28. A projection screen according to claim 1, wherein said light-absorbing particles comprise a colorant.
29. A projection screen according to claim 1, wherein said colorant comprises carbon black.
30. A projection screen according to claim 29, wherein said carbon black is present in an amount of between 0.05 to 0.5% by weight relative to the entire weight of said second film.
31. A projection screen according to claim 30, wherein said carbon black is present in an amount of between 0.05 to 0.3% by weight relative to the entire weight of said second film.
32. A projection screen according to claim 1, wherein said screen exhibits a total solar energy transmittance of between 25 to 45%.
33. A projection screen according to claim 1, wherein said screen is flexible.
34. A rear-projection screen comprising:
a) a flexible light-diffusive first film having a substantially smooth first surface and an opposing substantially smooth second surface, and comprising a wax-free amorphous thermoplastic matrix selected from the group consisting of polyvinyl chloride, polyester and polyolefin, a plurality of inorganic light-diffusing particles dispersed therein in an amount of between 15 to 20% by weight relative to the entire weight of said first film and a plurality of light-diffusing metallic particles dispersed therein in an amount of between 0 to 1.0% by weight relative to the entire weight of said first film; wherein said first layer is lens-free;
b) an opposing light-absorptive flexible second film having a first surface and an opposing second surface, and comprising a thermoplastic matrix selected from the group consisting of polyvinyl chloride, polyester and polyolefin; and a plurality of light-absorbing colorant particles dispersed therein in an amount of between 0.05 to 0.5% by weight relative to the entire weight of said second film; wherein said first surface of said second film is in direct contact with said second surface of said first film; and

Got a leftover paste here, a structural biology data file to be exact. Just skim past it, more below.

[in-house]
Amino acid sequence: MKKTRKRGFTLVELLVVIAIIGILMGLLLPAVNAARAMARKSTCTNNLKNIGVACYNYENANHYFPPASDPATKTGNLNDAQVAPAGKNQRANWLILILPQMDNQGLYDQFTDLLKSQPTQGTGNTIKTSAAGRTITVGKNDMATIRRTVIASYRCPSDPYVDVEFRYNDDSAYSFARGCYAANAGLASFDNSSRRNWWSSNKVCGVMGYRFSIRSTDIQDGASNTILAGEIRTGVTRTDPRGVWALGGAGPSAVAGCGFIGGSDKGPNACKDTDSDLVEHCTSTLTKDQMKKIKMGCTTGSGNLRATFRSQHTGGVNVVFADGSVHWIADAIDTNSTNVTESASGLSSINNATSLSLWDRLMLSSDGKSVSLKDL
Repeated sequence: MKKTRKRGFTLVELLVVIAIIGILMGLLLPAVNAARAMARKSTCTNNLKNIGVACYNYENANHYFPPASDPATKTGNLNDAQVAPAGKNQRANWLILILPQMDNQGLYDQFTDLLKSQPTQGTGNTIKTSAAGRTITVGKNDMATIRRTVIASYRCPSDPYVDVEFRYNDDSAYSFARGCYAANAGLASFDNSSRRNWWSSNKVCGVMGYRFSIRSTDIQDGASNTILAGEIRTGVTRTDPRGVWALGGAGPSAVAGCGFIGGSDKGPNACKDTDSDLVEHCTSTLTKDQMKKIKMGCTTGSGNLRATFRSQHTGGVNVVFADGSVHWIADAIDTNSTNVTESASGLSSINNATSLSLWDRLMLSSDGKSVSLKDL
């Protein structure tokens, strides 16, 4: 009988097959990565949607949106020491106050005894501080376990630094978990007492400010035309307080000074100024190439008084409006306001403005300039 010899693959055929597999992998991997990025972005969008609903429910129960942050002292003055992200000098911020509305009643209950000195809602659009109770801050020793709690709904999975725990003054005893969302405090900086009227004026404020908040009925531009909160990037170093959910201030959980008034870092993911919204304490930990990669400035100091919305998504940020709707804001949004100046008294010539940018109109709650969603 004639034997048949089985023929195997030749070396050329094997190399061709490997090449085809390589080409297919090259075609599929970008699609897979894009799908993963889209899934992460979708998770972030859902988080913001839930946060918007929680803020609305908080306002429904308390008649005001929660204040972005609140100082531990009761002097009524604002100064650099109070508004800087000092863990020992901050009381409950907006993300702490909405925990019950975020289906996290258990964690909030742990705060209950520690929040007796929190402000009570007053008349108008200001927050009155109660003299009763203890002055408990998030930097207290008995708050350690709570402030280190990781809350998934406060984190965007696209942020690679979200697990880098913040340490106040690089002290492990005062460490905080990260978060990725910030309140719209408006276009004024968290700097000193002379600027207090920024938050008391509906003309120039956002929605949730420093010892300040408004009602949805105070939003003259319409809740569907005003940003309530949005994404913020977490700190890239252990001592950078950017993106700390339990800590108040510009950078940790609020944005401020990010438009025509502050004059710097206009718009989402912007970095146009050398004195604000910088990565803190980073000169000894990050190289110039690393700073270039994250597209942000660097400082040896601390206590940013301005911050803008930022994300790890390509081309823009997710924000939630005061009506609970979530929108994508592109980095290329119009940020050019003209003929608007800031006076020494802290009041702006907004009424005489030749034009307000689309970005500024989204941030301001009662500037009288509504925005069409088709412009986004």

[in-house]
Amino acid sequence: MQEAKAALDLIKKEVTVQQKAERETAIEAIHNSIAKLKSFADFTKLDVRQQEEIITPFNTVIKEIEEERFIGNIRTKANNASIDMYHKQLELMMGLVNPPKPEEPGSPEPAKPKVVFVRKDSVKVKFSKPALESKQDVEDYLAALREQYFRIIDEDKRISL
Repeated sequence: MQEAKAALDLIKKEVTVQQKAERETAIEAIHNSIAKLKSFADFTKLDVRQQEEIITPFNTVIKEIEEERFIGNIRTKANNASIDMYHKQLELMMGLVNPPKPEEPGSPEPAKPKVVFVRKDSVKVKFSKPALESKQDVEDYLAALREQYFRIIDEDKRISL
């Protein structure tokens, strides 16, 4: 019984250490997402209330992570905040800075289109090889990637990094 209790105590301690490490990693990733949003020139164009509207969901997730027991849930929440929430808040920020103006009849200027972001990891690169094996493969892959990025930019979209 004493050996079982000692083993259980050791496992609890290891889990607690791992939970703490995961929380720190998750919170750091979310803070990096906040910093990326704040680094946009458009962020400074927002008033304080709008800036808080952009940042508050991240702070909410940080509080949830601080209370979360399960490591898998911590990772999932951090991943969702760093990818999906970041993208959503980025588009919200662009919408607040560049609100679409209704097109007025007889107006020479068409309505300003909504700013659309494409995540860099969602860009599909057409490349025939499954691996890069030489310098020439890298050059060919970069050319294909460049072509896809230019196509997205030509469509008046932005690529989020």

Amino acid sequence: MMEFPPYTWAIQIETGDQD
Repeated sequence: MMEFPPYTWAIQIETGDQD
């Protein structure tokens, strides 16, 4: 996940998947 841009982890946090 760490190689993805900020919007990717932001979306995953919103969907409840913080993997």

c) a transparent pressure sensitive first adhesive in direct contact with said second surface of said second film;
d) a transparent pressure sensitive second adhesive in direct contact with said first surface of said first film;
wherein said screen exhibits a visible light transmittance of between 25 to 50% and a visible light absorbance of between 35 to 55%;
wherein said screen is positioned between a planar transparent rigid first substrate and a planar transparent rigid second substrate, and said first film is in direct contact with said second film.
35. A projection screen according to claim 34, wherein said thermoplastic matrix is polyvinyl chloride.
36. A projection screen according to claim 34, wherein said metallic light-diffusing particles is present in an amount of between 0.4 to 0.8% by weight relative to the entire weight of said first film.
37. A projection screen according to claim 34, wherein said inorganic light-diffusing particles are barium sulfate.
38. A projection screen according to claim 34, wherein said metallic light-diffusing particles are aluminum.
39. A projection screen according to claim 34, wherein said light-absorbing colorant particles are carbon black.